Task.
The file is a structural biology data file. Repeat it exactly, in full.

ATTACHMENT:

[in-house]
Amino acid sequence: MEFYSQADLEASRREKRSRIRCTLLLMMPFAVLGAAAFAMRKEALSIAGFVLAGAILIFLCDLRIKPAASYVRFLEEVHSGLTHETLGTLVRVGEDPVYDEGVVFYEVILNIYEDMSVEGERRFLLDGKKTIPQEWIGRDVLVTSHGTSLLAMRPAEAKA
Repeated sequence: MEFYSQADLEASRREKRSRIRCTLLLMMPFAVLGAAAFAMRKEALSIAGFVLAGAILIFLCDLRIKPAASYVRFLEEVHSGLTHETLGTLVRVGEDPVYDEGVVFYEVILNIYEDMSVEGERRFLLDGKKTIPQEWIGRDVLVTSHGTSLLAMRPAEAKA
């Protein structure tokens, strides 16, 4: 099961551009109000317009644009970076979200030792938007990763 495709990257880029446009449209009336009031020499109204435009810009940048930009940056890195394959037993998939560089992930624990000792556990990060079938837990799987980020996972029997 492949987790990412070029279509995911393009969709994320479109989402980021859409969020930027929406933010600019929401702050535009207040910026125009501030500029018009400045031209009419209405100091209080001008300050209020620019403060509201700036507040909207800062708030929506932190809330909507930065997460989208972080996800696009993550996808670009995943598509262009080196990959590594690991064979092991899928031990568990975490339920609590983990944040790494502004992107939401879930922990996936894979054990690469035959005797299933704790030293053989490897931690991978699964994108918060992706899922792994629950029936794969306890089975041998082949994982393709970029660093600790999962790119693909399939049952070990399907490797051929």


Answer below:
[in-house]
Amino acid sequence: MEFYSQADLEASRREKRSRIRCTLLLMMPFAVLGAAAFAMRKEALSIAGFVLAGAILIFLCDLRIKPAASYVRFLEEVHSGLTHETLGTLVRVGEDPVYDEGVVFYEVILNIYEDMSVEGERRFLLDGKKTIPQEWIGRDVLVTSHGTSLLAMRPAEAKA
Repeated sequence: MEFYSQADLEASRREKRSRIRCTLLLMMPFAVLGAAAFAMRKEALSIAGFVLAGAILIFLCDLRIKPAASYVRFLEEVHSGLTHETLGTLVRVGEDPVYDEGVVFYEVILNIYEDMSVEGERRFLLDGKKTIPQEWIGRDVLVTSHGTSLLAMRPAEAKA
């Protein structure tokens, strides 16, 4: 099961551009109000317009644009970076979200030792938007990763 495709990257880029446009449209009336009031020499109204435009810009940048930009940056890195394959037993998939560089992930624990000792556990990060079938837990799987980020996972029997 492949987790990412070029279509995911393009969709994320479109989402980021859409969020930027929406933010600019929401702050535009207040910026125009501030500029018009400045031209009419209405100091209080001008300050209020620019403060509201700036507040909207800062708030929506932190809330909507930065997460989208972080996800696009993550996808670009995943598509262009080196990959590594690991064979092991899928031990568990975490339920609590983990944040790494502004992107939401879930922990996936894979054990690469035959005797299933704790030293053989490897931690991978699964994108918060992706899922792994629950029936794969306890089975041998082949994982393709970029660093600790999962790119693909399939049952070990399907490797051929």